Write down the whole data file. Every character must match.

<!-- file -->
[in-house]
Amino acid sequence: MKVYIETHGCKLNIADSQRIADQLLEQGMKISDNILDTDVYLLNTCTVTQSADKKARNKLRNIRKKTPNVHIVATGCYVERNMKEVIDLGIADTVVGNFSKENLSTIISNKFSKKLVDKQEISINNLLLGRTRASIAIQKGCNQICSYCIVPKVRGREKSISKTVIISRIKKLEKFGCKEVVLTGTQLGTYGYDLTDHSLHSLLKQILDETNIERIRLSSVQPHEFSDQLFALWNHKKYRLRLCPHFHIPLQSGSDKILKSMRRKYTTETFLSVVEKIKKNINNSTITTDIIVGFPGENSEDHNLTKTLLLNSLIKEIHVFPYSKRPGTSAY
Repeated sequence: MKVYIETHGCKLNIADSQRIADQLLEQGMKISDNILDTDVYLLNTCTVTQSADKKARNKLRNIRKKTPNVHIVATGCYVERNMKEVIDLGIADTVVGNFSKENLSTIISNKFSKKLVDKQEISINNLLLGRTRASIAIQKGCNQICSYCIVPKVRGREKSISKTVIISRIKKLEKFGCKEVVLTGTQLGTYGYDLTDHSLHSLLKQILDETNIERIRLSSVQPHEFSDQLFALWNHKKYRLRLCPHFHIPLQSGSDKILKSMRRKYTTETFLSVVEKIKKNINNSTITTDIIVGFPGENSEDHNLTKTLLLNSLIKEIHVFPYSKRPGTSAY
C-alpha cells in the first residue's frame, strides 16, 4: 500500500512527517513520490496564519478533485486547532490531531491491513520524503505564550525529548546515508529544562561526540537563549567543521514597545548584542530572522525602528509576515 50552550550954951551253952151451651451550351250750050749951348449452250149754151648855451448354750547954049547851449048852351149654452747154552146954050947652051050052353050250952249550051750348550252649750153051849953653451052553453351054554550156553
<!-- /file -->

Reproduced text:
[in-house]
Amino acid sequence: MKVYIETHGCKLNIADSQRIADQLLEQGMKISDNILDTDVYLLNTCTVTQSADKKARNKLRNIRKKTPNVHIVATGCYVERNMKEVIDLGIADTVVGNFSKENLSTIISNKFSKKLVDKQEISINNLLLGRTRASIAIQKGCNQICSYCIVPKVRGREKSISKTVIISRIKKLEKFGCKEVVLTGTQLGTYGYDLTDHSLHSLLKQILDETNIERIRLSSVQPHEFSDQLFALWNHKKYRLRLCPHFHIPLQSGSDKILKSMRRKYTTETFLSVVEKIKKNINNSTITTDIIVGFPGENSEDHNLTKTLLLNSLIKEIHVFPYSKRPGTSAY
Repeated sequence: MKVYIETHGCKLNIADSQRIADQLLEQGMKISDNILDTDVYLLNTCTVTQSADKKARNKLRNIRKKTPNVHIVATGCYVERNMKEVIDLGIADTVVGNFSKENLSTIISNKFSKKLVDKQEISINNLLLGRTRASIAIQKGCNQICSYCIVPKVRGREKSISKTVIISRIKKLEKFGCKEVVLTGTQLGTYGYDLTDHSLHSLLKQILDETNIERIRLSSVQPHEFSDQLFALWNHKKYRLRLCPHFHIPLQSGSDKILKSMRRKYTTETFLSVVEKIKKNINNSTITTDIIVGFPGENSEDHNLTKTLLLNSLIKEIHVFPYSKRPGTSAY
C-alpha cells in the first residue's frame, strides 16, 4: 500500500512527517513520490496564519478533485486547532490531531491491513520524503505564550525529548546515508529544562561526540537563549567543521514597545548584542530572522525602528509576515 50552550550954951551253952151451651451550351250750050749951348449452250149754151648855451448354750547954049547851449048852351149654452747154552146954050947652051050052353050250952249550051750348550252649750153051849953653451052553453351054554550156553